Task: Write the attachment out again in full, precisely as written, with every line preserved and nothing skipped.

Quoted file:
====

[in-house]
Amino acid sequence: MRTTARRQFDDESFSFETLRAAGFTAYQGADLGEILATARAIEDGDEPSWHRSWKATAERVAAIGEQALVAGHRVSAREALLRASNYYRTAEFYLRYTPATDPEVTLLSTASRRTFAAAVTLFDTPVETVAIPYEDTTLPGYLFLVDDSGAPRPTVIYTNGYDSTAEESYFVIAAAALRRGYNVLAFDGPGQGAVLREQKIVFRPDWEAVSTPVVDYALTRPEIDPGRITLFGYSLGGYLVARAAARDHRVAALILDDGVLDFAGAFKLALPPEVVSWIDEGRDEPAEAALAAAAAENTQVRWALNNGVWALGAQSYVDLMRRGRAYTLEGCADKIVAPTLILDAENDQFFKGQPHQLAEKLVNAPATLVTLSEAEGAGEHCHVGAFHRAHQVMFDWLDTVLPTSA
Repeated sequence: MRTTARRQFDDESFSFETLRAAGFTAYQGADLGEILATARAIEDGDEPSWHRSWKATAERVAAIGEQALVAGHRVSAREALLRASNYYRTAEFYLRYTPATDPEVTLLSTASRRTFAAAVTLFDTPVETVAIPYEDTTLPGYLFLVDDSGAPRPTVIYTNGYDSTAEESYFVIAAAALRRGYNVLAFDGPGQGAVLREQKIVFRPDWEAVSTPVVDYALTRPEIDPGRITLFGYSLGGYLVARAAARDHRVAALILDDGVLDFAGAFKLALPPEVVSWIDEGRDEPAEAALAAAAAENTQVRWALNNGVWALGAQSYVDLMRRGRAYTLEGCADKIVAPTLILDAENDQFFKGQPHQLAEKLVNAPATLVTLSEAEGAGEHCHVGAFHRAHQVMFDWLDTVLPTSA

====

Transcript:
[in-house]
Amino acid sequence: MRTTARRQFDDESFSFETLRAAGFTAYQGADLGEILATARAIEDGDEPSWHRSWKATAERVAAIGEQALVAGHRVSAREALLRASNYYRTAEFYLRYTPATDPEVTLLSTASRRTFAAAVTLFDTPVETVAIPYEDTTLPGYLFLVDDSGAPRPTVIYTNGYDSTAEESYFVIAAAALRRGYNVLAFDGPGQGAVLREQKIVFRPDWEAVSTPVVDYALTRPEIDPGRITLFGYSLGGYLVARAAARDHRVAALILDDGVLDFAGAFKLALPPEVVSWIDEGRDEPAEAALAAAAAENTQVRWALNNGVWALGAQSYVDLMRRGRAYTLEGCADKIVAPTLILDAENDQFFKGQPHQLAEKLVNAPATLVTLSEAEGAGEHCHVGAFHRAHQVMFDWLDTVLPTSA
Repeated sequence: MRTTARRQFDDESFSFETLRAAGFTAYQGADLGEILATARAIEDGDEPSWHRSWKATAERVAAIGEQALVAGHRVSAREALLRASNYYRTAEFYLRYTPATDPEVTLLSTASRRTFAAAVTLFDTPVETVAIPYEDTTLPGYLFLVDDSGAPRPTVIYTNGYDSTAEESYFVIAAAALRRGYNVLAFDGPGQGAVLREQKIVFRPDWEAVSTPVVDYALTRPEIDPGRITLFGYSLGGYLVARAAARDHRVAALILDDGVLDFAGAFKLALPPEVVSWIDEGRDEPAEAALAAAAAENTQVRWALNNGVWALGAQSYVDLMRRGRAYTLEGCADKIVAPTLILDAENDQFFKGQPHQLAEKLVNAPATLVTLSEAEGAGEHCHVGAFHRAHQVMFDWLDTVLPTSA